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The Dawn spacecraft has been exploring the two largest objects in the asteroid belt since 2007, and here's what we've learned so far!

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We spend a lot of time visiting other planets and moons, but other places in the solar system can also teach us plenty about the history of our neighborhood.

So in 2007, NASA launched the Dawn spacecraft to investigate the two largest objects in the asteroid belt between Mars and Jupiter: a giant asteroid called Vesta, and an icy dwarf planet named Ceres. Dawn was the first mission to orbit something in the asteroid belt, and the first to orbit two bodies besides Earth.

The mission was supposed to end a year ago, but NASA voted to keep it going, and today marks the one-year anniversary of Dawn’s extended mission. In the last decade, Dawn has taught us a lot more about Vesta and Ceres than we expected, and there are still more discoveries on the way. Vesta and Ceres were selected as targets because they’re so different from each other.

Vesta is dense and rocky like the planets closer to the sun, but Ceres is icy like the smaller worlds in the outer solar system. So visiting both of them was like getting double the science in one mission. First, Dawn traveled 2.8 billion kilometers to get to Vesta, where it arrived in 2011.

Before Dawn, we already knew a little about the asteroid thanks to the Hubble Space Telescope, like that it has a massive crater on its south pole. The crater is almost as wide as the asteroid itself. If Earth had a crater that big relative to its size, it would fill the entire Pacific Ocean basin.

The crater also has a huge mountain on the edge, which Dawn eventually confirmed is about 22 kilometers higher than the surrounding terrain. That makes it almost three times taller than Mount Everest and one of the tallest mountains in the entire solar system! But besides taking some sweet pictures of the crater, one of Dawn’s biggest accomplishments at Vesta was confirming a hypothesis we had: that some meteorites we’ve found on Earth came from Vesta.

Vesta is unusual for an asteroid because it’s a lot like a mini-planet. It has a liquid metal core, a mantle, and a crust made out of lava, which we were able to figure out using instruments like Hubble, and we haven’t really seen an asteroid like that anywhere else in our solar system. About 6% of the meteorites we’ve collected on Earth look a lot like they could be from those unique, different layers of Vesta, and we call them HED meteorites, or howardite, eucrite, and diogenite meteorites.

Based on their composition, eucrites could have come from the hardened lava on Vesta’s surface, diogenites could have come from inside the asteroid, and howardites look like a mix of the two, which could have happened when Vesta’s crater was formed. And Dawn pretty much confirmed that was right! Using its different spectrometers, Dawn confirmed the data we’d measured from farther away was correct, and Vesta is probably responsible for a whole class of meteorites all by itself.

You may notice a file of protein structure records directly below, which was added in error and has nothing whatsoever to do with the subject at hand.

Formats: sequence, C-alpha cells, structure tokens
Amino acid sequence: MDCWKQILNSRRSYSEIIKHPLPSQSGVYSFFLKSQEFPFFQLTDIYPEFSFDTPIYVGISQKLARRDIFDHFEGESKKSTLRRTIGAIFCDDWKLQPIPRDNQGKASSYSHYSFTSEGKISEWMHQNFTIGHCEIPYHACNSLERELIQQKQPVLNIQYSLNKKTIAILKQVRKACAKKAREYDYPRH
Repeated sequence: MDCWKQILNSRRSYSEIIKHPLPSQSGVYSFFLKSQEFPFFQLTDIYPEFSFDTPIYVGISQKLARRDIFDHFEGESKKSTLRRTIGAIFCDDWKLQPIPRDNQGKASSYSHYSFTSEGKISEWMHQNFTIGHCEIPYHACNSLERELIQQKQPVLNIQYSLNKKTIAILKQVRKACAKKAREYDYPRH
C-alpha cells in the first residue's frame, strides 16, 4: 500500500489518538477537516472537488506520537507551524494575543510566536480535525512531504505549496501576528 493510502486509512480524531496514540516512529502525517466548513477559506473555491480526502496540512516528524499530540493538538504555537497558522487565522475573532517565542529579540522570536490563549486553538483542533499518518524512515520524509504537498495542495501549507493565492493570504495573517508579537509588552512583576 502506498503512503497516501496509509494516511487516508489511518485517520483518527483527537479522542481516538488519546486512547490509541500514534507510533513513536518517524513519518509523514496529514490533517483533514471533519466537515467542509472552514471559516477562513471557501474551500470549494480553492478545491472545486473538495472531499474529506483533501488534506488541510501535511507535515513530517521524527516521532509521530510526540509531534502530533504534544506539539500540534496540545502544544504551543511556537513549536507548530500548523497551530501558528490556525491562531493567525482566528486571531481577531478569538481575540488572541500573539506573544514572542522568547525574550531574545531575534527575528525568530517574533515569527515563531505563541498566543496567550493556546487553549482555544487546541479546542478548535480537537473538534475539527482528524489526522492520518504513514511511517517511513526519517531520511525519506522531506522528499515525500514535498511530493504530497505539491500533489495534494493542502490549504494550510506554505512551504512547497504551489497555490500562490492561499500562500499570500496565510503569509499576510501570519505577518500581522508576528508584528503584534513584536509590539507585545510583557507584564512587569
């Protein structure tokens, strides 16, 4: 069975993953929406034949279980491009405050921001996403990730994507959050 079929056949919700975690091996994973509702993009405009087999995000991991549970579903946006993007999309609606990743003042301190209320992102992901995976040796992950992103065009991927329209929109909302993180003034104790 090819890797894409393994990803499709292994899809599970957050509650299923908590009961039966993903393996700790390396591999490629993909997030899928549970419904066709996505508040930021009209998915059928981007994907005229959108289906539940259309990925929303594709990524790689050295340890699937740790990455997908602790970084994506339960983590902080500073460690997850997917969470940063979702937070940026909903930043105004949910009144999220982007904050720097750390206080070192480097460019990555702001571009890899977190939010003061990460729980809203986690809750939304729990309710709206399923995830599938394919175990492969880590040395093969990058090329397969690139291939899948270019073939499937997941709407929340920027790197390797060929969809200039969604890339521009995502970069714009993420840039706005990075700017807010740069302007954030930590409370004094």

Which is a pretty big accomplishment for one asteroid! After 14 months at Vesta, Dawn packed up its bags and started a 1.5 billion kilometer, almost three-year journey to the dwarf planet Ceres, where it arrived in 2015. And it’s been there ever since.

As we were approaching Ceres, one of the first things we noticed were these bright spots like big, shiny reflectors stuck all over the surface. These spots were a huge mystery for a while. Were they water ice?

Clay? Salt? Aliens?

After analyzing how the spots absorbed light, astronomers concluded they’re probably magnesium sulfate, or as we call it here on Earth, Epsom salt. So you can think of that the next time you’re preparing to drink an Epsom salt laxative. The salt deposits were probably created when asteroids smashed into Ceres’ surface, exposing the salt-filled ice that was hidden beneath.

Then, the exposed ice turned into a vapor, and the salt deposits were left behind. We suspected from previous research that Ceres had a lot of water ice, but Dawn helped confirm that during its other observations. And the ice seems like it’s everywhere, even if it’s hiding underneath the surface.

But this February, Dawn found something that we didn’t expect: organic molecules, which are the building blocks of life. Although it couldn’t detect exactly what the molecules were, the spacecraft observed tar-like compounds made of carbon and hydrogen on Ceres’ surface in an area of about 1000 square kilometers. Because the concentration of molecules is so high, it seems unlikely that the molecules came from an outside source like an asteroid impact, since the impact usually scatters molecules all over the place.

Instead, they probably formed from water and heat based chemical reactions on Ceres, which could mean it used to have a warm, watery environment. We might investigate that more in the future, but for now, Dawn’s main job in its extended mission is to give us a clearer picture of Ceres’ surface and composition. When cosmic rays from the Sun hit Ceres, they create radiation and neutrons that Dawn can use to identify the different molecules on and even underneath the surface.

Dawn did a lot of this during its mission, but since we’ve got some extra time, we’re hoping to get the clearest data we can. The mission will officially end when Dawn runs out of fuel, which could happen around the end of 2018. After that, it’ll probably just keep orbiting Ceres, like a permanent little travel buddy.

But we’ve already found a lot, and we’ll be sure to keep you updated on any exciting discoveries in the future! Thanks for watching this episode of SciShow Space, and thanks especially to our patrons on Patreon who help make this show possible. If you want to help us keep making episodes like this, you can go to to learn more.